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Keeping water warm in winter

Being of the skiing persuasion, I don't often cycle in Winter. But this year skiing is off and cycling is on.

I went for a ride yesterday, quite often above the snow line, and ended up really dehydrated because my water was too cold to drink. I could only manage a gulp or two before my throat and chest started hurting.

So does anyone have any tips for keeping water warm? It doesn't need to be hot, just above 5 degrees really. I've seen insulated bidons online, does anyone know how long these are effective for?


  • mrb123mrb123 Posts: 4,481
    3 possible solutions:
    Sip your water rather than gulping it.
    Take a thermos flask.
    Use a Camelbak which will keep your water warmer as it will be against your back.
  • pangolinpangolin Posts: 5,951
    You need an insulated tube too if you use a camelbak, otherwise the bit you drink is always the bit that's had time to cool down.
    - Genesis Croix de Fer
    - Dolan Tuono
  • monkimarkmonkimark Posts: 1,347
    I just blow the water back down the tube a bit, although I'm usually more bothered about it getting hot rather than cold.

  • super_davosuper_davo Posts: 1,094
    All the "how long will an insulated bottle be effective for" answers will be for keeping liquid cool in hot conditions, but they should work equally well in cold conditions.
    I would just buy a Camelbak podium chill and try. Probably about as good a solution as you can get other than a thermos flask and not a lot of money to try.
  • oxomanoxoman Posts: 11,726
    I tend to put my bottle I'm drinking from in my back pocket and let my body heat keep it drinkable. If on my mtb I use a camelbak type set up with insulated tube with protected cover for the mouthpiece to stop freezing. Blowback method also works.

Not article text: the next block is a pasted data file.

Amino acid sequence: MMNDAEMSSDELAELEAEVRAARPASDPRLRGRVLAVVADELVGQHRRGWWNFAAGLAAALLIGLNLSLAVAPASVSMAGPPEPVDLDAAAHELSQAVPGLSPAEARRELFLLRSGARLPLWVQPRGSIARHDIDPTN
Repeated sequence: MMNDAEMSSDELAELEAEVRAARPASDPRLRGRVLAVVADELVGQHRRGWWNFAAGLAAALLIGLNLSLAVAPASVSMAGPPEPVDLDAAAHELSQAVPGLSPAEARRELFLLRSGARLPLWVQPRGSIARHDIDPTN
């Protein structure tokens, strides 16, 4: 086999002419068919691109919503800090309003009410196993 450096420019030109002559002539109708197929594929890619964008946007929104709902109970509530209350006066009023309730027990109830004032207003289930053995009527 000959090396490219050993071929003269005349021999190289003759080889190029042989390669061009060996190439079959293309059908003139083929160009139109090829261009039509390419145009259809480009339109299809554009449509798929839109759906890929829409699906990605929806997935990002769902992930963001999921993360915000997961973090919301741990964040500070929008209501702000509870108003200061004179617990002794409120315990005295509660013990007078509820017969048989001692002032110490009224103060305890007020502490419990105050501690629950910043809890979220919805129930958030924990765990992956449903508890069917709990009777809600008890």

Too many bikes according to Mrs O.
  • rafletcherrafletcher Posts: 1,235
    The camelback Podium thermo bottles, if filled warm (I use about 1/3 just boiled water added to cold water) it works OK for a couple of hours.
  • MattFalleMattFalle Posts: 11,644
    Could you put your spare bottle/s in your back pockets under your jacket to keep them slightly warmer?
    The camera down the willy isn't anything like as bad as it sounds.
  • prcodyprcody Posts: 67
    I bought Elite insulated water bottles last year for this kind of scenario. Half cold water and half boiling water and they stay to a tepid enough temperature for a few hours. I got the ones with lids as well as the roads in Ireland are mucky enough so I am also keeping myself from getting sick or think I am anyway.
  • lpd2lpd2 Posts: 10
    Thanks for all the good suggestions, I'll try keeping a bottle in my back pocket, and if that's not comfortable I'll give one of the insulated bottles a try.
  • navrig2navrig2 Posts: 1,809
    I have the camelbak with the insulated tube. I tried to use it when skiing in France. At some point during the first 2 hours it froze solid - I could hear the ice cracking as I bent the tube.

    It was -15 degrees with a -10 degree wind chill. Glad I had goggles on.
  • You could try one of the Contigo flasks. I was using them here in the winter. They're not bike specific, but fit in a cage and work pretty well- probably better than PFTE Camelbak bottles. They're twin-walled alu. Sure, they'll get scuffed-up quickly (try get a non-coloured one as it soom falls off anyway). I found they kept liquid warm for a couple of hours- at the end of a three hour ride it was lukewarm, but that's ideally the temp I'd like to drink at. I've used the Byron and West Loop. West Loop has the easier Autoseal button.
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